In August this year, the Court of Justice of the European Union (CJEU) issued a preliminary ruling in OT v Vyriausioji tarnybinės etikos komisija (Chief Official Ethics Commission, Lithuania) (Case C-184/20), which was referred by the Regional Administrative Court of Lithuania. In this ruling, the CJEU elected to interpret the GDPR very broadly.
The CJEU clarified that the indirect disclosure of sexual orientation data is protected under Article 9 of the General Data Protection Regulation (GDPR). Therefore, such disclosures falls under the special categories of personal data.
This case arose from a question concerning the application of Lithuanian law, which required people in receipt of public funds to file declarations of interest. The declarations, which included information about the interests of the individual’s “spouse, cohabitee or partner” were published online. The applicant failed to file a declaration and was sanctioned therefore. The CJEU found that the underlying law did not strike a proper balance between the public interest in preventing corruption and the rights of affected individuals.
The CJEU went on to note that because it is possible to deduce information about an individual’s sex life or sexual orientation from the name of their partner, publishing that information online involves processing special categories of personal data as defined in Article 9 GDPR.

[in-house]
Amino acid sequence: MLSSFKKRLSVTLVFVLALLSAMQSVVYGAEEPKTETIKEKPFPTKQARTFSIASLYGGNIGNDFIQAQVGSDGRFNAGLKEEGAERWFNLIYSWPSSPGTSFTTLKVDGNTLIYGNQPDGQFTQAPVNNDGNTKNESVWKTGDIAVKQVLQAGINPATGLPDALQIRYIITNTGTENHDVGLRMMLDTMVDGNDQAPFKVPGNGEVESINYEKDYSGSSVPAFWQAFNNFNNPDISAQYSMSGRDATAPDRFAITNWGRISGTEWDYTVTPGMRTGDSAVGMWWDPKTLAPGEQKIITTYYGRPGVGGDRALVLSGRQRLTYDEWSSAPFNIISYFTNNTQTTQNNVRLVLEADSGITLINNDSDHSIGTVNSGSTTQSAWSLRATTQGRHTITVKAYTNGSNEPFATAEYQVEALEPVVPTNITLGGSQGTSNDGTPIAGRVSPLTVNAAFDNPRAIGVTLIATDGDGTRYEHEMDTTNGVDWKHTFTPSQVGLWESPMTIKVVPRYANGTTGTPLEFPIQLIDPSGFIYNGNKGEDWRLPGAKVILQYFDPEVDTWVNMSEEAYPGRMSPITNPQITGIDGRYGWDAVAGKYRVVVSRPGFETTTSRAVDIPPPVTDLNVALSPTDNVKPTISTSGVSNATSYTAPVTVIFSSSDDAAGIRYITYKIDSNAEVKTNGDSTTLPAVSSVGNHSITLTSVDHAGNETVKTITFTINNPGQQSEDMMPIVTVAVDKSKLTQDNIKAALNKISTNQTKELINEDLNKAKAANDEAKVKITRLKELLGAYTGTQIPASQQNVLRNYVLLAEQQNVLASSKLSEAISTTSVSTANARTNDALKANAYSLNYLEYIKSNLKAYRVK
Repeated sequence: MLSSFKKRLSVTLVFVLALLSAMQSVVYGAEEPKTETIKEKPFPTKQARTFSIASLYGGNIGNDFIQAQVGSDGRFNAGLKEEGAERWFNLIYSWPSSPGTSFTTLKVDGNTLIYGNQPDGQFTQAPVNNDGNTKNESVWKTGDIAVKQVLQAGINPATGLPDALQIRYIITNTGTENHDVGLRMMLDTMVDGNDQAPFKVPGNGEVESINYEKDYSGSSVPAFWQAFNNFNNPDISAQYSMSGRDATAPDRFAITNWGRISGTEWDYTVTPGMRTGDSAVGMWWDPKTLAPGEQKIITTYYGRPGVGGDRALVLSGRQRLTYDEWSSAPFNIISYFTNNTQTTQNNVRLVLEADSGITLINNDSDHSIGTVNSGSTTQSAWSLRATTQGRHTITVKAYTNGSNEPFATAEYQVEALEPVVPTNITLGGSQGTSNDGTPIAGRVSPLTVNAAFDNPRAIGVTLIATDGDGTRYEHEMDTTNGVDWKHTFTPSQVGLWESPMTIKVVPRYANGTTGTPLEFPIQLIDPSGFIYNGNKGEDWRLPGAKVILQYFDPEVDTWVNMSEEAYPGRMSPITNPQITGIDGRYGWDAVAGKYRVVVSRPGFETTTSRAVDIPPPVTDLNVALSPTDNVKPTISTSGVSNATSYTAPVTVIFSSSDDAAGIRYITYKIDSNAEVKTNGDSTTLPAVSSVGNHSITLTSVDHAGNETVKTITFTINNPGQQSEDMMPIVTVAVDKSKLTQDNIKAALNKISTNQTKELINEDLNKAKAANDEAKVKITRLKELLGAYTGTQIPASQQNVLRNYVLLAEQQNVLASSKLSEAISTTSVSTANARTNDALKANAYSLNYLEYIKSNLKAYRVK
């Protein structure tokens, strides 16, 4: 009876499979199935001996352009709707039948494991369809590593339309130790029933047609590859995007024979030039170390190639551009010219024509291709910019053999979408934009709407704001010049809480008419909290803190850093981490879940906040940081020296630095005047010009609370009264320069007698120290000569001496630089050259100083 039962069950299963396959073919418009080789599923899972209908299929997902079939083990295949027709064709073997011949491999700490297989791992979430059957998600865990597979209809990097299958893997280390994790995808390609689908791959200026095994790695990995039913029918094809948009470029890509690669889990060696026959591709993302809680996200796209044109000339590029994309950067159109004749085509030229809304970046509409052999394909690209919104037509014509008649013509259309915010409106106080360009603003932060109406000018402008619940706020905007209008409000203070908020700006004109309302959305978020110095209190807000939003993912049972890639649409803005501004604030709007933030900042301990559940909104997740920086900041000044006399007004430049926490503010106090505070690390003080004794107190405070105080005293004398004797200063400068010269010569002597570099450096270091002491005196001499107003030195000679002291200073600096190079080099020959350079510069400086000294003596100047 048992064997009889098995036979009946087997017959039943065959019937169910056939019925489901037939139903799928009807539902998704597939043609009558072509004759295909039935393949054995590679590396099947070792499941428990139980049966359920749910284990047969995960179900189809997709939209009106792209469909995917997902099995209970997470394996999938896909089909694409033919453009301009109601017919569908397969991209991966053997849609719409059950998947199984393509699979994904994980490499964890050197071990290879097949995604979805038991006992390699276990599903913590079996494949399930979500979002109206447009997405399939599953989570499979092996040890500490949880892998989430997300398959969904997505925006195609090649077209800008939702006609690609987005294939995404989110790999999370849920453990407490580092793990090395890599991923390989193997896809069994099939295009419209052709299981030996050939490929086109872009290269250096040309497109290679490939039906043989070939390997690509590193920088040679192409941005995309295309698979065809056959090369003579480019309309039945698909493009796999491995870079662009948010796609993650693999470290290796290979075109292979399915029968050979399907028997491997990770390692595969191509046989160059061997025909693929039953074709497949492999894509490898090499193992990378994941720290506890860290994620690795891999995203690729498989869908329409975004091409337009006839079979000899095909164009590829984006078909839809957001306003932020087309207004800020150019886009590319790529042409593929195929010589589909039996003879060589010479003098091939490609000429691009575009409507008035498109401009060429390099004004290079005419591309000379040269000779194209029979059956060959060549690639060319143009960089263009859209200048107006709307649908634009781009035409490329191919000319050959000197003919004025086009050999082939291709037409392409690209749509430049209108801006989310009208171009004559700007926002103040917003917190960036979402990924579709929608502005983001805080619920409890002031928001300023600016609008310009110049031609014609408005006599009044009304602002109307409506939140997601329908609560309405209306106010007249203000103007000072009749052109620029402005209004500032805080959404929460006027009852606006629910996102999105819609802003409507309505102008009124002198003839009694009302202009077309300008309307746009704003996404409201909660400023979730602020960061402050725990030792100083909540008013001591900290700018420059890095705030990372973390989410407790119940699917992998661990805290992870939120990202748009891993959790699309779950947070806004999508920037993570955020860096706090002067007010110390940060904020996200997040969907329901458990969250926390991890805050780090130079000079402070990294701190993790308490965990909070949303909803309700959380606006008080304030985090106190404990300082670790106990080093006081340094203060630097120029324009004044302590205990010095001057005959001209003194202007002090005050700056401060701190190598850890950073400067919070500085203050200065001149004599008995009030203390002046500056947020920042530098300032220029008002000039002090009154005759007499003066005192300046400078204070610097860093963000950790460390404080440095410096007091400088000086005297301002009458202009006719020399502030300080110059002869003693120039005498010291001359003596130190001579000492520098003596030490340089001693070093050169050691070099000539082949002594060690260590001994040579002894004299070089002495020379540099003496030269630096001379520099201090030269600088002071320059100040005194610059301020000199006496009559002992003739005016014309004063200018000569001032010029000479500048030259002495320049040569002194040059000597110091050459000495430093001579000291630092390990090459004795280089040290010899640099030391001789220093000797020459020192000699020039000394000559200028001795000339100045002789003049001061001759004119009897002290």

It was found by the CJEU that the processing of any personal data that are “liable indirectly to reveal sensitive information concerning a natural person”, for instance, any information that may reveal a person’s racial or ethnic origin, religious or philosophical beliefs, political views, trade union membership, health status or sexual orientation, is subject to the prohibition from processing under Article 9(1) GDPR unless an exception under Article 9(2) applies.
The implications of this ruling could be significant. It is possible that common processing operations, such as publishing a photograph on a corporate social media page, could reveal some information that is protected under Article 9. Controllers may need to review their processing operations through a contextual lens to assess whether the data being processed and the manner of processing is liable or able to reveal any sensitive information.
It has even been suggested that this ruling could have implications in all contexts where Article 9 is applicable, including online advertising, dating apps, location data indicating places of worship or clinics visited, food choices for airplane flights amongst others.
The way forward?
The judgment is not clear how far controllers need to go to make this assessment. One option that may be possible is to argue that if the controller does not make personal data public, and it implements policies that prohibits employees from making inferences, then information is not liable to reveal special category data. An alternative option would be for regulatory guidance to be issued indicating how controllers can comply with the ruling and the existing guidelines.
Sensitive data ruling by Europe’s top court could force broad privacy reboot